Banks’ current practices of climate-risk management need structural adjustments to match investors’ views on climate risk and impact investing. This could be done by especially quantitative and qualitative interviews, such as the research by Philipp Krueger (University of Geneva), Zacharias Sautner (Frankfurt School of Finance & Management) and Laura T. Starks (University of Texas). It shows the development of climate-related financial-risk awareness and engagement in assessment approaches among investors and analysts, who now believe that the financial risks originating from environmental hazards have already begun to materialize and that this will have financial implications for their portfolios and the corresponding portfolio firms.
A further subject of investors’ concern is the risk of assets becoming stranded for different electricity-industry sectors. Common assessment approaches can be found in carbon-footprint and stranded-assets analyses, portfolio diversification or ESG ratings. However, the limitations of disclosures restrict the possibilities of assessment of carbon footprints, return-impact measures, scenario analyses and stress testing. Thus, investors and analysts are hindered in employing more sophisticated and comprehensive analyses.
The current challenges remaining for not only banks but also regulatory bodies are the disclosure of standardized, publicly available data concerning companies’ exposure to environmental concerns, suitable assessment and pricing instruments.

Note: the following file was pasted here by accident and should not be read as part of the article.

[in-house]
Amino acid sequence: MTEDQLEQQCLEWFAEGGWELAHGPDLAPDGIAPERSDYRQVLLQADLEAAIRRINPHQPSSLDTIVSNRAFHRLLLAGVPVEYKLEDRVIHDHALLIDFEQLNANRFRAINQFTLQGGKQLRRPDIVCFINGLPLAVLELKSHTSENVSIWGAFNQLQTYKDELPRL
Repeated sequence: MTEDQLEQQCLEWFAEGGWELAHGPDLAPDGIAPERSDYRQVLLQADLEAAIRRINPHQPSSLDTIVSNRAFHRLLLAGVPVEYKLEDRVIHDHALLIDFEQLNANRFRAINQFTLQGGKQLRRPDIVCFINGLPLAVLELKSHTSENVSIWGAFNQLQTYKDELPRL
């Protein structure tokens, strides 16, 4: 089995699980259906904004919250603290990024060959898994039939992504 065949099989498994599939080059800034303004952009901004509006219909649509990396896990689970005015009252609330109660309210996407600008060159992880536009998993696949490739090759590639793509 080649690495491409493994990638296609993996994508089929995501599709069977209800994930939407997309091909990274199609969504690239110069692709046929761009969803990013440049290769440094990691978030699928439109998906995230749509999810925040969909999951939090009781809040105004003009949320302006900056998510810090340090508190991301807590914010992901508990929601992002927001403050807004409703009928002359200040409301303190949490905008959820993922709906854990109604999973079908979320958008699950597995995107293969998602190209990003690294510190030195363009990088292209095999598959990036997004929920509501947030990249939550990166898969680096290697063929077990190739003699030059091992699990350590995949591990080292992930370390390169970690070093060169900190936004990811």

Close attention must be paid to climate-risk assessment approaches. In this regard, assessment approaches—and anticipating risk—form another central subject of necessary academic and professional research but have been greatly restricted until now. The development of climate-risk measures and portfolio strategies is relevant to investors and analysts, as they face challenges in the assessment of environment-driven financial risks. Research shows that carbon-risk measures (such as beta carbon) depict company- or sector-specific carbon-emissions sensitivity and can be considered in analysts’ forecasts, investment and portfolio-allocation decisions. Hedging strategies following ESG-based, low-carbon-weighting index-tracking portfolios show that these portfolios can successfully hedge climate-change news and achieve the same or even improved risk-return performances.
At the moment, it appears quite complicated to assess climate change and environmental hazards from a bank’s perspective. The little toolset that is available draws mainly from measures such as carbon emissions. However, environmental hazards come in different guises, such as real estate’s proximity to the sea or increasing risks of drought for agricultural sectors. Thus, it remains still completely unclear how especially the physical dimensions of climate change will affect the operating and financial performance of banks.
Overall, banks’ operations and performance are significantly affected by environmental hazards stemming from climate change. In addition to proactive behaviour that gets them ahead of climate change, they really need to develop efficient assessment methods to effectively reduce their risks, considering a long-term view and taking into account more dimensions than just their carbon-dioxide footprint. Last but not least, their position in the frontier between the economy and financial markets would help them counter climate change by changing the behaviour of their clients toward more environmental protection.
References: Breitenstein, M.; Nguyen, D.K.; Walther, T. (2019): Environmental Hazards and Risk Management in the Financial Sector: A Systematic Literature Review. Working Paper. https://www.ssrn.com/abstract=3428953  Krueger, Philipp; Sautner, Zacharias; Starks, Laura T. (2019): The Importance of Climate Risks for Institutional Investors. Review of Financial Studies, conditionally accepted, available at https://www.ssrn.com/abstract=3235190